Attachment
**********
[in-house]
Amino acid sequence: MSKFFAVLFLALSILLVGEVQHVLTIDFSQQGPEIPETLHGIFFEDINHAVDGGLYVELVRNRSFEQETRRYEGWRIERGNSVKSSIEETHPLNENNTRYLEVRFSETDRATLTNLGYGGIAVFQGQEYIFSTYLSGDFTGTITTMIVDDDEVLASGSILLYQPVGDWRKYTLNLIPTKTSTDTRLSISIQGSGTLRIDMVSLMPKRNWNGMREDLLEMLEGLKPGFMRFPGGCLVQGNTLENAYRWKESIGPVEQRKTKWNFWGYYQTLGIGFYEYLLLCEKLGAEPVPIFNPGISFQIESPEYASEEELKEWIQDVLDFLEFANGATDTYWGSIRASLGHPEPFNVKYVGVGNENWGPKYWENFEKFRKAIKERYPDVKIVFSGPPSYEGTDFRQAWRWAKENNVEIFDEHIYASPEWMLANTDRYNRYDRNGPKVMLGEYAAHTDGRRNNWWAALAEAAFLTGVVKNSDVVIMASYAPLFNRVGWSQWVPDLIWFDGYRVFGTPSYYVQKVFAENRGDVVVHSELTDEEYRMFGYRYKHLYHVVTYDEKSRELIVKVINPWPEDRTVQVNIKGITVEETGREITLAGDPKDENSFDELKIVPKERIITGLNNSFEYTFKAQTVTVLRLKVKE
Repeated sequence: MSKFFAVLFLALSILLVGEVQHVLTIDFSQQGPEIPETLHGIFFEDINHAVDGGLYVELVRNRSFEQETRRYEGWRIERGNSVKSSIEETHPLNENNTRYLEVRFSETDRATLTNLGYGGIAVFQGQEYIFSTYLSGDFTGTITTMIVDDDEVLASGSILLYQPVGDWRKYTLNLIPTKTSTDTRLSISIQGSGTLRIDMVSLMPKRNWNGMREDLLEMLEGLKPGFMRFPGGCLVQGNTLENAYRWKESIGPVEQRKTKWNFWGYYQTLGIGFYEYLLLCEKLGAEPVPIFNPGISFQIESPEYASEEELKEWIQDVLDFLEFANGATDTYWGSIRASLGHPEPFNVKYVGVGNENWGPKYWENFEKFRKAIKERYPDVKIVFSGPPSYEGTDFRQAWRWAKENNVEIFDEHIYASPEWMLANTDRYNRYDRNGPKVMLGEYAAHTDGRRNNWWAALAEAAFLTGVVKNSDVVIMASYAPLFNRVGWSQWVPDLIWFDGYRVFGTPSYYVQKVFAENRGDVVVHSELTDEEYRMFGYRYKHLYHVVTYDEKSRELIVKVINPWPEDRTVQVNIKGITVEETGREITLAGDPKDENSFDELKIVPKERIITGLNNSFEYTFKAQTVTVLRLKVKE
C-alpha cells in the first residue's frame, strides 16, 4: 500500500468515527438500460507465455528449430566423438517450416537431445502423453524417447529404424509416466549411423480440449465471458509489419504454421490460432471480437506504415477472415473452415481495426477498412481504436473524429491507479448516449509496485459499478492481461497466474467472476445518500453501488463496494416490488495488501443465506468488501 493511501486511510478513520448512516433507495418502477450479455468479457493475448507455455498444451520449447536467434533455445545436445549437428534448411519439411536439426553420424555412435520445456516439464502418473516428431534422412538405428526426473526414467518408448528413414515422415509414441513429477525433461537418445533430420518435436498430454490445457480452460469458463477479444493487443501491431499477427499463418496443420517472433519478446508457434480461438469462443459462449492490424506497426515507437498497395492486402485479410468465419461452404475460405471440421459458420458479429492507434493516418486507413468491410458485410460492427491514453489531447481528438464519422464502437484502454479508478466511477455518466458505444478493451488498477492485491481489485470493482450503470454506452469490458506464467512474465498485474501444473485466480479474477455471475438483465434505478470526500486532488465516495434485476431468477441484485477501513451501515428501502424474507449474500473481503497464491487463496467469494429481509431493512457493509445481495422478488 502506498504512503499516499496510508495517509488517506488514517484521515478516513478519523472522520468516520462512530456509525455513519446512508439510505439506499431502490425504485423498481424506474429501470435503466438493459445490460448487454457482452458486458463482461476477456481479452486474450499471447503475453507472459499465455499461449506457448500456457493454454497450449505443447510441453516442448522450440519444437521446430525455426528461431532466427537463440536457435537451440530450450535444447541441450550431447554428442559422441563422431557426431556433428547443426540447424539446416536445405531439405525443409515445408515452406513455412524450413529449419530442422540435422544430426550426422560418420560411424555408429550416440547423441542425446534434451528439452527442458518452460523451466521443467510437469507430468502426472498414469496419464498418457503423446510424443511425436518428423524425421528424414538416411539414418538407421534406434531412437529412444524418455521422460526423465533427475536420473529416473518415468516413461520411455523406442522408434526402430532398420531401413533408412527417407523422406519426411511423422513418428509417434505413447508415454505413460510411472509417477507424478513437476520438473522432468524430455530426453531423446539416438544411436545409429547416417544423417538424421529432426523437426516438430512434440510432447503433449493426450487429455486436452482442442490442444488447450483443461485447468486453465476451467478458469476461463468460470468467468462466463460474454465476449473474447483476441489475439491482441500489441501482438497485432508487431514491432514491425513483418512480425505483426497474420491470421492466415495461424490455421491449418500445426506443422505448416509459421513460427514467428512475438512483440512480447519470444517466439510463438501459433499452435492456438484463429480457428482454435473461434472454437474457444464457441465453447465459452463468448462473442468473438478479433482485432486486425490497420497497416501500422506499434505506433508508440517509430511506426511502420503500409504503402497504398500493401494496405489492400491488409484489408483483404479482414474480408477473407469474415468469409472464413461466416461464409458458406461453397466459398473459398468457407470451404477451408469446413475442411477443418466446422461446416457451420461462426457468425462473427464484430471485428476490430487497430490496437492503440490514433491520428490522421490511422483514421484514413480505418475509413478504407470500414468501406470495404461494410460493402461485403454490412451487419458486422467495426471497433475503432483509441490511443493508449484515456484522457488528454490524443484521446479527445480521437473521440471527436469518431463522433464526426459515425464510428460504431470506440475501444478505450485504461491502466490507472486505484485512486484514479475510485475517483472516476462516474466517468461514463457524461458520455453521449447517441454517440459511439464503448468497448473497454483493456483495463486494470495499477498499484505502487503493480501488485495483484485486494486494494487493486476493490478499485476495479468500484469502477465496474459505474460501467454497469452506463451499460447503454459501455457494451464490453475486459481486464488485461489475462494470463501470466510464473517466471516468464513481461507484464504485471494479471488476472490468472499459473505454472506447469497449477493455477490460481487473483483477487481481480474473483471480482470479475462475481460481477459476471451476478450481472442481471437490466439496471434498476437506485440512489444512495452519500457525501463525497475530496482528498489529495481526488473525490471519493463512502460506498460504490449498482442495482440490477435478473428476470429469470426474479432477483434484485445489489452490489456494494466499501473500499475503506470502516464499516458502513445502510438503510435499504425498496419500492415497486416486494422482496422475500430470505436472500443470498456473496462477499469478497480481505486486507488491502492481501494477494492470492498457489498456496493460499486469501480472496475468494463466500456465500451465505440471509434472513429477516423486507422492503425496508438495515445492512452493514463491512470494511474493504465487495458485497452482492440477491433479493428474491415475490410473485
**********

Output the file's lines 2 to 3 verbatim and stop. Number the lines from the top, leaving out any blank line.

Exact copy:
Amino acid sequence: MSKFFAVLFLALSILLVGEVQHVLTIDFSQQGPEIPETLHGIFFEDINHAVDGGLYVELVRNRSFEQETRRYEGWRIERGNSVKSSIEETHPLNENNTRYLEVRFSETDRATLTNLGYGGIAVFQGQEYIFSTYLSGDFTGTITTMIVDDDEVLASGSILLYQPVGDWRKYTLNLIPTKTSTDTRLSISIQGSGTLRIDMVSLMPKRNWNGMREDLLEMLEGLKPGFMRFPGGCLVQGNTLENAYRWKESIGPVEQRKTKWNFWGYYQTLGIGFYEYLLLCEKLGAEPVPIFNPGISFQIESPEYASEEELKEWIQDVLDFLEFANGATDTYWGSIRASLGHPEPFNVKYVGVGNENWGPKYWENFEKFRKAIKERYPDVKIVFSGPPSYEGTDFRQAWRWAKENNVEIFDEHIYASPEWMLANTDRYNRYDRNGPKVMLGEYAAHTDGRRNNWWAALAEAAFLTGVVKNSDVVIMASYAPLFNRVGWSQWVPDLIWFDGYRVFGTPSYYVQKVFAENRGDVVVHSELTDEEYRMFGYRYKHLYHVVTYDEKSRELIVKVINPWPEDRTVQVNIKGITVEETGREITLAGDPKDENSFDELKIVPKERIITGLNNSFEYTFKAQTVTVLRLKVKE
Repeated sequence: MSKFFAVLFLALSILLVGEVQHVLTIDFSQQGPEIPETLHGIFFEDINHAVDGGLYVELVRNRSFEQETRRYEGWRIERGNSVKSSIEETHPLNENNTRYLEVRFSETDRATLTNLGYGGIAVFQGQEYIFSTYLSGDFTGTITTMIVDDDEVLASGSILLYQPVGDWRKYTLNLIPTKTSTDTRLSISIQGSGTLRIDMVSLMPKRNWNGMREDLLEMLEGLKPGFMRFPGGCLVQGNTLENAYRWKESIGPVEQRKTKWNFWGYYQTLGIGFYEYLLLCEKLGAEPVPIFNPGISFQIESPEYASEEELKEWIQDVLDFLEFANGATDTYWGSIRASLGHPEPFNVKYVGVGNENWGPKYWENFEKFRKAIKERYPDVKIVFSGPPSYEGTDFRQAWRWAKENNVEIFDEHIYASPEWMLANTDRYNRYDRNGPKVMLGEYAAHTDGRRNNWWAALAEAAFLTGVVKNSDVVIMASYAPLFNRVGWSQWVPDLIWFDGYRVFGTPSYYVQKVFAENRGDVVVHSELTDEEYRMFGYRYKHLYHVVTYDEKSRELIVKVINPWPEDRTVQVNIKGITVEETGREITLAGDPKDENSFDELKIVPKERIITGLNNSFEYTFKAQTVTVLRLKVKE